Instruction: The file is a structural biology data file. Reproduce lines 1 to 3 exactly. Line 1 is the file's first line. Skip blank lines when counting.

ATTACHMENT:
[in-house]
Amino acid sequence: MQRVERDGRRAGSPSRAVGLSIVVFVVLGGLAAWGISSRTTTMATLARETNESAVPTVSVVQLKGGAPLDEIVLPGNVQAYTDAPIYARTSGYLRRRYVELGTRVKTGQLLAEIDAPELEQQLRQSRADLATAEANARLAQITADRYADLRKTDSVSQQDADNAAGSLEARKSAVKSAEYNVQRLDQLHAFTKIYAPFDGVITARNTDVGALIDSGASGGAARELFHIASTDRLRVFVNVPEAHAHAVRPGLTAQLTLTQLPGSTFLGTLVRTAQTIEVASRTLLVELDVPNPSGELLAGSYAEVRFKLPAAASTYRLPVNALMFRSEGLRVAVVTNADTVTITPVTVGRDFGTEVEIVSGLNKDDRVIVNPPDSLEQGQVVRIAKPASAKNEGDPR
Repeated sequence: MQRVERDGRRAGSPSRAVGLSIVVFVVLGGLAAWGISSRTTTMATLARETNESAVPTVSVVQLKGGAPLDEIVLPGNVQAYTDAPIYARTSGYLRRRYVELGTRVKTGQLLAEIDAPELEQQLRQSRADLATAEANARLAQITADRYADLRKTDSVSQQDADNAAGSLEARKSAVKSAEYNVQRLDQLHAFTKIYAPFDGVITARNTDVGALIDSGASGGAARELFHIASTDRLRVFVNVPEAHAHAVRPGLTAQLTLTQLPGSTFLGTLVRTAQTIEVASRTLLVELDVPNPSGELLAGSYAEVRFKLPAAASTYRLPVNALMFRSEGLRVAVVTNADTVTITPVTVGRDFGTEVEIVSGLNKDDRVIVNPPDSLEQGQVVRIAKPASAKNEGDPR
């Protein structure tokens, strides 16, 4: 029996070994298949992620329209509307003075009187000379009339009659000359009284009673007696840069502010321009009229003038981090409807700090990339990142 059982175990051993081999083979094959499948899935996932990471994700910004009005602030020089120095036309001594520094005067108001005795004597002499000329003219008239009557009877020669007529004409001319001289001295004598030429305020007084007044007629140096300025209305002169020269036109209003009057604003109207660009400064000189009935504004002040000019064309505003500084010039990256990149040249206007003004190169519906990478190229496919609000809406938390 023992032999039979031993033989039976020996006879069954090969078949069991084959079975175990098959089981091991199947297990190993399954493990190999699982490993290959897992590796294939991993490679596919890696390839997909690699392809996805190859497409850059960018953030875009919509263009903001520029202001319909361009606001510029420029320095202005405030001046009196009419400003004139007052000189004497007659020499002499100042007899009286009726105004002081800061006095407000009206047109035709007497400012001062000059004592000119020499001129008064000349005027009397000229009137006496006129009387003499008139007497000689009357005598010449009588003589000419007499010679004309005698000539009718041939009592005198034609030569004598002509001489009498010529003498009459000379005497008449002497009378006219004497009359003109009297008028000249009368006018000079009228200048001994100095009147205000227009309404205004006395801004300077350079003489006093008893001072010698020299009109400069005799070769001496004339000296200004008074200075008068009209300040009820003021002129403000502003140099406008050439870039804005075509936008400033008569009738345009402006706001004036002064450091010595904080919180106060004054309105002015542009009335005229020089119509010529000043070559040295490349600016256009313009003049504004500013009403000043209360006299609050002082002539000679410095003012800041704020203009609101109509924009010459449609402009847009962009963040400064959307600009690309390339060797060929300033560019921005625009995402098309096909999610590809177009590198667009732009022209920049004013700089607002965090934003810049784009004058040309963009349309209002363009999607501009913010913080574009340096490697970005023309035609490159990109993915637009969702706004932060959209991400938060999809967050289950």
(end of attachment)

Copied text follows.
[in-house]
Amino acid sequence: MQRVERDGRRAGSPSRAVGLSIVVFVVLGGLAAWGISSRTTTMATLARETNESAVPTVSVVQLKGGAPLDEIVLPGNVQAYTDAPIYARTSGYLRRRYVELGTRVKTGQLLAEIDAPELEQQLRQSRADLATAEANARLAQITADRYADLRKTDSVSQQDADNAAGSLEARKSAVKSAEYNVQRLDQLHAFTKIYAPFDGVITARNTDVGALIDSGASGGAARELFHIASTDRLRVFVNVPEAHAHAVRPGLTAQLTLTQLPGSTFLGTLVRTAQTIEVASRTLLVELDVPNPSGELLAGSYAEVRFKLPAAASTYRLPVNALMFRSEGLRVAVVTNADTVTITPVTVGRDFGTEVEIVSGLNKDDRVIVNPPDSLEQGQVVRIAKPASAKNEGDPR
Repeated sequence: MQRVERDGRRAGSPSRAVGLSIVVFVVLGGLAAWGISSRTTTMATLARETNESAVPTVSVVQLKGGAPLDEIVLPGNVQAYTDAPIYARTSGYLRRRYVELGTRVKTGQLLAEIDAPELEQQLRQSRADLATAEANARLAQITADRYADLRKTDSVSQQDADNAAGSLEARKSAVKSAEYNVQRLDQLHAFTKIYAPFDGVITARNTDVGALIDSGASGGAARELFHIASTDRLRVFVNVPEAHAHAVRPGLTAQLTLTQLPGSTFLGTLVRTAQTIEVASRTLLVELDVPNPSGELLAGSYAEVRFKLPAAASTYRLPVNALMFRSEGLRVAVVTNADTVTITPVTVGRDFGTEVEIVSGLNKDDRVIVNPPDSLEQGQVVRIAKPASAKNEGDPR